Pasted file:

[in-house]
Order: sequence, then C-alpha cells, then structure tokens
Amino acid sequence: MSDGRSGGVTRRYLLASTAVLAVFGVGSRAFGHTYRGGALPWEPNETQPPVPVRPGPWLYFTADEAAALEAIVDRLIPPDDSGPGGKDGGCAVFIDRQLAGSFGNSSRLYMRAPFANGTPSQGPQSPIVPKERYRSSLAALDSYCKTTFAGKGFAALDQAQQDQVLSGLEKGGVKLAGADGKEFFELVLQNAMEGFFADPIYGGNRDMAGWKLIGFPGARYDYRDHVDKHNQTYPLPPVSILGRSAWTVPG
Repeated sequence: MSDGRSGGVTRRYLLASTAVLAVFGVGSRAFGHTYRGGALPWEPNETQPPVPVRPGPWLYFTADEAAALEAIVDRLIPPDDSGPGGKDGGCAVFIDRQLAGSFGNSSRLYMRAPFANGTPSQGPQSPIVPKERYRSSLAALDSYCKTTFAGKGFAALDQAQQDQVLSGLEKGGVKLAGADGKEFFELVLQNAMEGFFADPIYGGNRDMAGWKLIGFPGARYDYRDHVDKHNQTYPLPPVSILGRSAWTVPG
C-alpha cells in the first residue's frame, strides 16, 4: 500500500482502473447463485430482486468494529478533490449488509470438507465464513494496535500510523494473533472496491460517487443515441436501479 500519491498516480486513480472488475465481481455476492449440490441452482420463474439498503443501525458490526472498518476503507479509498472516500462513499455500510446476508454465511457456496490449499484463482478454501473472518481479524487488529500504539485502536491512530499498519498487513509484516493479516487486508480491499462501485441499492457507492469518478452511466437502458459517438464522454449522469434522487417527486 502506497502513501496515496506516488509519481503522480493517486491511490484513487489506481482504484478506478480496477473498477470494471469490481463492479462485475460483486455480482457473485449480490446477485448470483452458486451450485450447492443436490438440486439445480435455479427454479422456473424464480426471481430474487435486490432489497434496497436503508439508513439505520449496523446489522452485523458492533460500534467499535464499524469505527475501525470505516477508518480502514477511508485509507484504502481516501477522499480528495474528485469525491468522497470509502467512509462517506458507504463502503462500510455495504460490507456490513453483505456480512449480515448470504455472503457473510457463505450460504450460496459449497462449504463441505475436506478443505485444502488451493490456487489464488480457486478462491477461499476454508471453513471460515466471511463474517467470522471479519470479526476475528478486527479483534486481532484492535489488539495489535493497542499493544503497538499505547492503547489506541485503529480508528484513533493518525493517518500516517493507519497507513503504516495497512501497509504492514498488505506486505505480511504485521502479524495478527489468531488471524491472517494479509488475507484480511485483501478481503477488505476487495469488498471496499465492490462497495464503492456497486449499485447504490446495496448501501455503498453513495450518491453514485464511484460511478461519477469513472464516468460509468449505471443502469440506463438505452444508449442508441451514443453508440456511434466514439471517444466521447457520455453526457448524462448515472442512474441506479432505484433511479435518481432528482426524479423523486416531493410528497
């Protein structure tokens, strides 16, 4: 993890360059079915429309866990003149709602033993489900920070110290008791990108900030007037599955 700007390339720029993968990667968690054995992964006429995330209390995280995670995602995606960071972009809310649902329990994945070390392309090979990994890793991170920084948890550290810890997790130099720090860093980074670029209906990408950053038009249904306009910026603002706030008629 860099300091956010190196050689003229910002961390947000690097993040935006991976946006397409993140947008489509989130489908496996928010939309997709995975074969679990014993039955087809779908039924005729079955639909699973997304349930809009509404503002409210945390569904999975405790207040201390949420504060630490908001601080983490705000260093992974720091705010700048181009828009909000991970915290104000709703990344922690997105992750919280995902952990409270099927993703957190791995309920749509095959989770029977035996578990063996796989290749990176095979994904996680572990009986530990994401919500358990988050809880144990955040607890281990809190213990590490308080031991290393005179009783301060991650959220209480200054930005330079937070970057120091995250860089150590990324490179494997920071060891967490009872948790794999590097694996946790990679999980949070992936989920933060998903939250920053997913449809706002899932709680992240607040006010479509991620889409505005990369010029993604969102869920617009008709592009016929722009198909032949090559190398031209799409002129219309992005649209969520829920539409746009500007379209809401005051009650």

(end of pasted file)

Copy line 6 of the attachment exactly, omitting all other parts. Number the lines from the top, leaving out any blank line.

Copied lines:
């Protein structure tokens, strides 16, 4: 993890360059079915429309866990003149709602033993489900920070110290008791990108900030007037599955 700007390339720029993968990667968690054995992964006429995330209390995280995670995602995606960071972009809310649902329990994945070390392309090979990994890793991170920084948890550290810890997790130099720090860093980074670029209906990408950053038009249904306009910026603002706030008629 860099300091956010190196050689003229910002961390947000690097993040935006991976946006397409993140947008489509989130489908496996928010939309997709995975074969679990014993039955087809779908039924005729079955639909699973997304349930809009509404503002409210945390569904999975405790207040201390949420504060630490908001601080983490705000260093992974720091705010700048181009828009909000991970915290104000709703990344922690997105992750919280995902952990409270099927993703957190791995309920749509095959989770029977035996578990063996796989290749990176095979994904996680572990009986530990994401919500358990988050809880144990955040607890281990809190213990590490308080031991290393005179009783301060991650959220209480200054930005330079937070970057120091995250860089150590990324490179494997920071060891967490009872948790794999590097694996946790990679999980949070992936989920933060998903939250920053997913449809706002899932709680992240607040006010479509991620889409505005990369010029993604969102869920617009008709592009016929722009198909032949090559190398031209799409002129219309992005649209969520829920539409746009500007379209809401005051009650």